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World’s first pothole robot gets to work


The world’s first pothole-preventing robot, which could revolutionise the way potholes are dealt with, is to be tested on roads in Hertfordshire. The autonomous robot, developed by tech company Robotiz3d and academics at the University of Liverpool in partnership with Hertfordshire County Council Highways Engineers, uses state of the art imaging technology.

The robot, officially called ARRES PREVENT, identifies and characterises cracks and potholes in the road using Artificial Intelligence (AI). It then automatically fills the cracks to keep out surface water, which in turn helps to prevent potholes forming. Hertfordshire County Council says the technology has the potential to save time and money as well as reducing the disruption potholes cause to road users. It could revolutionise the way Hertfordshire and the rest of the world deal with potholes and issues with road surfaces in the future, the council adds.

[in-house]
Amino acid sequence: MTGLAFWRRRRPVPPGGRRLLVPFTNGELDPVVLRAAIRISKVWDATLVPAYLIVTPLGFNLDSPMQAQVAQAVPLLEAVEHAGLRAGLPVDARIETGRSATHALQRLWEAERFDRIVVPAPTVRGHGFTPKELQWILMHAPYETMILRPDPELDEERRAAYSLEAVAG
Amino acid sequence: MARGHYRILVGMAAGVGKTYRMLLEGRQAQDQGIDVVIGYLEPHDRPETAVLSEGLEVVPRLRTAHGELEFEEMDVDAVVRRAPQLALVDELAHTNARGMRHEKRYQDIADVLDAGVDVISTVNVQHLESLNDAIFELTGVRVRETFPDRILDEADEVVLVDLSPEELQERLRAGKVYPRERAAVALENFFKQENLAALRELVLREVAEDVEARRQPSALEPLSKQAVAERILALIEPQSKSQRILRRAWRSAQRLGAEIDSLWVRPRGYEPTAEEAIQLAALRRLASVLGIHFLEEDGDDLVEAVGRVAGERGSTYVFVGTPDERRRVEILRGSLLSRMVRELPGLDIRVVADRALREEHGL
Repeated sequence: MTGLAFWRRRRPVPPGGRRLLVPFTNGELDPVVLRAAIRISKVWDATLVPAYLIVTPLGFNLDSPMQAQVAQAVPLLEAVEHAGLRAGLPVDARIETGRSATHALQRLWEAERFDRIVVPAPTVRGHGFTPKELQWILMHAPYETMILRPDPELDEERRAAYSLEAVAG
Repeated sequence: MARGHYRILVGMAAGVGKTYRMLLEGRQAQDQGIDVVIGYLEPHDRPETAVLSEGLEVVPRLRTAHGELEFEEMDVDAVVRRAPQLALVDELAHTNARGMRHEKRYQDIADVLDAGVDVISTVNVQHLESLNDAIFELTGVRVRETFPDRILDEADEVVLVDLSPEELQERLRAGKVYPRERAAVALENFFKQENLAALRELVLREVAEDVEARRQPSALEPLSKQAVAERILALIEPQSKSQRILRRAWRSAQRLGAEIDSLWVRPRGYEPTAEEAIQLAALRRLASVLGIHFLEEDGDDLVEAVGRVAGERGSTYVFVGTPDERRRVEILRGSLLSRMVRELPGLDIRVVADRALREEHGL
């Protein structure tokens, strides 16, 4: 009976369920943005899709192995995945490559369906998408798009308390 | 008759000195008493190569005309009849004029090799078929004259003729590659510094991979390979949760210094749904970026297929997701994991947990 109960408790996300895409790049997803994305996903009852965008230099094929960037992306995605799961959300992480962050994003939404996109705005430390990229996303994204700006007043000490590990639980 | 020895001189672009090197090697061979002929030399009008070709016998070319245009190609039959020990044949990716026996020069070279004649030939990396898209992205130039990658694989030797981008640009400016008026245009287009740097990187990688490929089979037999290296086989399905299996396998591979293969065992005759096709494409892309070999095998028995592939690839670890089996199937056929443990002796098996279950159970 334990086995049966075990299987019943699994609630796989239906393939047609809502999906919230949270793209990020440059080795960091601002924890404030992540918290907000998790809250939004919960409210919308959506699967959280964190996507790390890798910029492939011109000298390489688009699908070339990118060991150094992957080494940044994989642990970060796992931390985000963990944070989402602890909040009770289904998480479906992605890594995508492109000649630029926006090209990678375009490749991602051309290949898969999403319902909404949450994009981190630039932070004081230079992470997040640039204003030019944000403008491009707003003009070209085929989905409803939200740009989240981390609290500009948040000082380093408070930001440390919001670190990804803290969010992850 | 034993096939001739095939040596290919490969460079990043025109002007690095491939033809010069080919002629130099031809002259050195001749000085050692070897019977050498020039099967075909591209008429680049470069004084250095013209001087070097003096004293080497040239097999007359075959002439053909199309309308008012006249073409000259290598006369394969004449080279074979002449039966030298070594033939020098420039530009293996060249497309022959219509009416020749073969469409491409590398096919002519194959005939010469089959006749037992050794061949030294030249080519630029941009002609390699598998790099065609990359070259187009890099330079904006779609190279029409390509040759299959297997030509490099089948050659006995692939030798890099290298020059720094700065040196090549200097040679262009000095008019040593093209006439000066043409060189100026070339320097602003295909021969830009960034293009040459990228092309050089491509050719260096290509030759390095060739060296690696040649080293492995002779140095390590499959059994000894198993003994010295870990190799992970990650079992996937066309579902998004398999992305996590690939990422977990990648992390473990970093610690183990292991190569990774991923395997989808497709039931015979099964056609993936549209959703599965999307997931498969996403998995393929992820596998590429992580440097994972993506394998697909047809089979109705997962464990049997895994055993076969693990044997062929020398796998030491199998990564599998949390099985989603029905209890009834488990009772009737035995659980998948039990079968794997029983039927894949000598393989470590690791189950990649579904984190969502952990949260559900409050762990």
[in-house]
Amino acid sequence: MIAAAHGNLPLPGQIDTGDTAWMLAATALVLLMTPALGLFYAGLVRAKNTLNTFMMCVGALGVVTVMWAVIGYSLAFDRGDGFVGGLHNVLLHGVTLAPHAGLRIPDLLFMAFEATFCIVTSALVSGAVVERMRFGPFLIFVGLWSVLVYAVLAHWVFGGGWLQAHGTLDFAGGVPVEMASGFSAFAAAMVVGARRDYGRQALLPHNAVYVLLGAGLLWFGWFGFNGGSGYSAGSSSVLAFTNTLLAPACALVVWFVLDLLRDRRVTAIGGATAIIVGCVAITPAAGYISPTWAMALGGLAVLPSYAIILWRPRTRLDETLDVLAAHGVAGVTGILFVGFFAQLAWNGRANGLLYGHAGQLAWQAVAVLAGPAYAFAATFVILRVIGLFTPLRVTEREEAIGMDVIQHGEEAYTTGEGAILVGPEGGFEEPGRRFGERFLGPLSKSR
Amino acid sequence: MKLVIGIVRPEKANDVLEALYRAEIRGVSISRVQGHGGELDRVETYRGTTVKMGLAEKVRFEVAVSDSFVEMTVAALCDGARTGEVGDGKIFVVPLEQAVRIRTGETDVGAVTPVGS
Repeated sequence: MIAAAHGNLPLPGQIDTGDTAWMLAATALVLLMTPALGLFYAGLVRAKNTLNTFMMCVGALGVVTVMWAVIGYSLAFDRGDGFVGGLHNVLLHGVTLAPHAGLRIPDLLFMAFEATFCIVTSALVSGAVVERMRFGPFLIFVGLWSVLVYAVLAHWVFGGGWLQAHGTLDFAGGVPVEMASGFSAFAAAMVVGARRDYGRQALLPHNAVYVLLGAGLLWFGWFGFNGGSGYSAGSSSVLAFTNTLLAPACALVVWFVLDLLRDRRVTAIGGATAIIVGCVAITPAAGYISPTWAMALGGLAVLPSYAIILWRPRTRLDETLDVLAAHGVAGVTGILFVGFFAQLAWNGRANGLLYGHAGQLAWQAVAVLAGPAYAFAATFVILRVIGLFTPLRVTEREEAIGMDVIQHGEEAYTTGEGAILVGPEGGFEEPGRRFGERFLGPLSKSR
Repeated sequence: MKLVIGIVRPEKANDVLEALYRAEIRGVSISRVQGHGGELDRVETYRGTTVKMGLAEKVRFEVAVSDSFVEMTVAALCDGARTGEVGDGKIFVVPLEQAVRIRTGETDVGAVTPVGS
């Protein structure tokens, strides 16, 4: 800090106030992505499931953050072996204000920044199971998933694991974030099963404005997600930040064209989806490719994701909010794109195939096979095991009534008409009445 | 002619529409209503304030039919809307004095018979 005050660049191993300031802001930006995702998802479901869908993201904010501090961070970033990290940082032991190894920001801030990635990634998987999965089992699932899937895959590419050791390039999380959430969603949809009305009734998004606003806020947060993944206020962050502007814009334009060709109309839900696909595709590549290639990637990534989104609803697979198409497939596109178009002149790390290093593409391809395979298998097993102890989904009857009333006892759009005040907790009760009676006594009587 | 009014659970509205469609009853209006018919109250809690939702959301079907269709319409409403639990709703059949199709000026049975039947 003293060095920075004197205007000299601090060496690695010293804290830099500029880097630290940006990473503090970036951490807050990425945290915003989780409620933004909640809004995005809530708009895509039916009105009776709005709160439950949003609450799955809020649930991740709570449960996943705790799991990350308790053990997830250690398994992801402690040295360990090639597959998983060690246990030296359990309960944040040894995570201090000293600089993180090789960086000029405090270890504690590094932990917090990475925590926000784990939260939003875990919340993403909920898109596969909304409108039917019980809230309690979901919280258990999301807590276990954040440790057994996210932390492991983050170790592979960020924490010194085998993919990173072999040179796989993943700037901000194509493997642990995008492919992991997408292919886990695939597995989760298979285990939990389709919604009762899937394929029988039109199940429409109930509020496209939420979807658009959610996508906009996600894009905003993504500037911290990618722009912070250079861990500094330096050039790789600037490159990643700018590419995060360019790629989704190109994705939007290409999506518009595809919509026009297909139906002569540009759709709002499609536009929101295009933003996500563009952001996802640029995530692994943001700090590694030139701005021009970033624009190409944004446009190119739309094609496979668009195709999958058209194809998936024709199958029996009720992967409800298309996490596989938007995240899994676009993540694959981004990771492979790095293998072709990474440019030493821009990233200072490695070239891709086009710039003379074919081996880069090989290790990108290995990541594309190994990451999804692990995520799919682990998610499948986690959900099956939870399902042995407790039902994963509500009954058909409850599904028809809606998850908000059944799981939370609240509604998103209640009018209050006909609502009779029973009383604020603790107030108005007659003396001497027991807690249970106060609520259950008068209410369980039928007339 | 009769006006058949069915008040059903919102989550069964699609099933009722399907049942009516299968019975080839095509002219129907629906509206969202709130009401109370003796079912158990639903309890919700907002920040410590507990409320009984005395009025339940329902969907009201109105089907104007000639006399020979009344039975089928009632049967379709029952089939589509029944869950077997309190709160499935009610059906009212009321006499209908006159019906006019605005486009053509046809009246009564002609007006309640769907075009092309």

Cllr Phil Bibby, executive member for highways at Hertfordshire County Council, said: “We’re thrilled to be at the coalface of this exciting new technology, working with world-class tech inventors and engineers.

“We’ve long been leading the way in cracking the pothole issue and in recent times have been trialling new and improved ways to fill potholes. As we continue to face another cold winter, we know we’re likely to see an increase in potholes forming as the road surface gets too cold and water and ice get into cracks that have formed over time.

“Using state of the art technology to prevent the potholes forming in the first place could be exactly what we need to ensure our road network remains one of the best in the country. We know this issue matters to our residents, so it matters to us too.”

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